The 19th-century forecourt has been a key target of the campaign to have staff cars removed from public spaces surrounding important cultural and historic buildings. Yesterday the forecourt was packed with staff cars, as it is most days, and the central main gate was guarded by two security men to allow only cars and no members of the public to enter by it. Visitors have to use the side gates.
Dr Robert Anderson, director of the British Museum, said that while there was not a single provision in the pounds 100m development scheme for an end to car parking on the forecourt, the number of cars would be reduced when British Library staff left for the St Pancras building.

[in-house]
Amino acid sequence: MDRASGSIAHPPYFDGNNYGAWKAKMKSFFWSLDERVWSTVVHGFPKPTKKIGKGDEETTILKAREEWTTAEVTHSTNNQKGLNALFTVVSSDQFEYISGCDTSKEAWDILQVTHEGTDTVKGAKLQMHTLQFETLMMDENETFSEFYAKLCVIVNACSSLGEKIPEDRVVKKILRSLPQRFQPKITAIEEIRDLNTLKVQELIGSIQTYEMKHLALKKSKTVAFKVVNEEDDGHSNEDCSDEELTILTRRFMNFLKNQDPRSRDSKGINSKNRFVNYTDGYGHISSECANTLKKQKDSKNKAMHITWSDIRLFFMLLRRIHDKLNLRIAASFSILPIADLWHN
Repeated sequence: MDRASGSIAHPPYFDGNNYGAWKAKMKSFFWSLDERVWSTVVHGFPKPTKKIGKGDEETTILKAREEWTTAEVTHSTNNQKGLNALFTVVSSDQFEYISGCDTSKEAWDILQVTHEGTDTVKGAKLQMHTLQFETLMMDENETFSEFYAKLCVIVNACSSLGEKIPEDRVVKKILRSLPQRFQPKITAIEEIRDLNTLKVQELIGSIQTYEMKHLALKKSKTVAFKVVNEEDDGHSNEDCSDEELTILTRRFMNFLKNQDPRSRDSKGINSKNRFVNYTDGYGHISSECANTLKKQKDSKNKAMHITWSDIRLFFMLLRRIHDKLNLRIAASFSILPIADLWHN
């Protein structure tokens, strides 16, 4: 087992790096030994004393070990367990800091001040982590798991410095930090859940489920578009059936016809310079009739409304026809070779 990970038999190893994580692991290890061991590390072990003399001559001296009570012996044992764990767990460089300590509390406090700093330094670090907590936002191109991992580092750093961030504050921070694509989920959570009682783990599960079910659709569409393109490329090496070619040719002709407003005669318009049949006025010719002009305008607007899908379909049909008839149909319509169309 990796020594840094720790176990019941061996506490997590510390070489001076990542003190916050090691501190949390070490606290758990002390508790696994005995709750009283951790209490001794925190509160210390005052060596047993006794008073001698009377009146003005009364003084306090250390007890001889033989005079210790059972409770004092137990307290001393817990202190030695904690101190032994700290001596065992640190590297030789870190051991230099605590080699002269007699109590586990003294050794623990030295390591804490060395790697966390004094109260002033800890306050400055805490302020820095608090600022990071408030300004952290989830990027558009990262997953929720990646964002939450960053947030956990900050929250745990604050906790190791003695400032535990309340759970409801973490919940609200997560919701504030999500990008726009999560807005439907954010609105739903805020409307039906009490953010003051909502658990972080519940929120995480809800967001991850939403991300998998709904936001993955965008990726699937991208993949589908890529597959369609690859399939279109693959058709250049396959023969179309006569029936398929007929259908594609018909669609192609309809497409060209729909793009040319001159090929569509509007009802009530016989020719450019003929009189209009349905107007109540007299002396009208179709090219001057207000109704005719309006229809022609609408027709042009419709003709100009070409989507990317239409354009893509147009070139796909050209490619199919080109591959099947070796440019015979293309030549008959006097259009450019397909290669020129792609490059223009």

He then went on to say, for the first time, that a plan was now being worked on by senior members of staff to 'develop the forecourt in certain ways which will reduce the number of staff cars.'
This plan is understood to involve reducing car parking to one line, and repaving the whole area to make it more in keeping with the neo-classical facade.
Earlier, Michael Hopkins, architect and British Museum trustee, who is closely involved in the development plan, said that visitors have 'got to be able to get into the museum elegantly and properly'.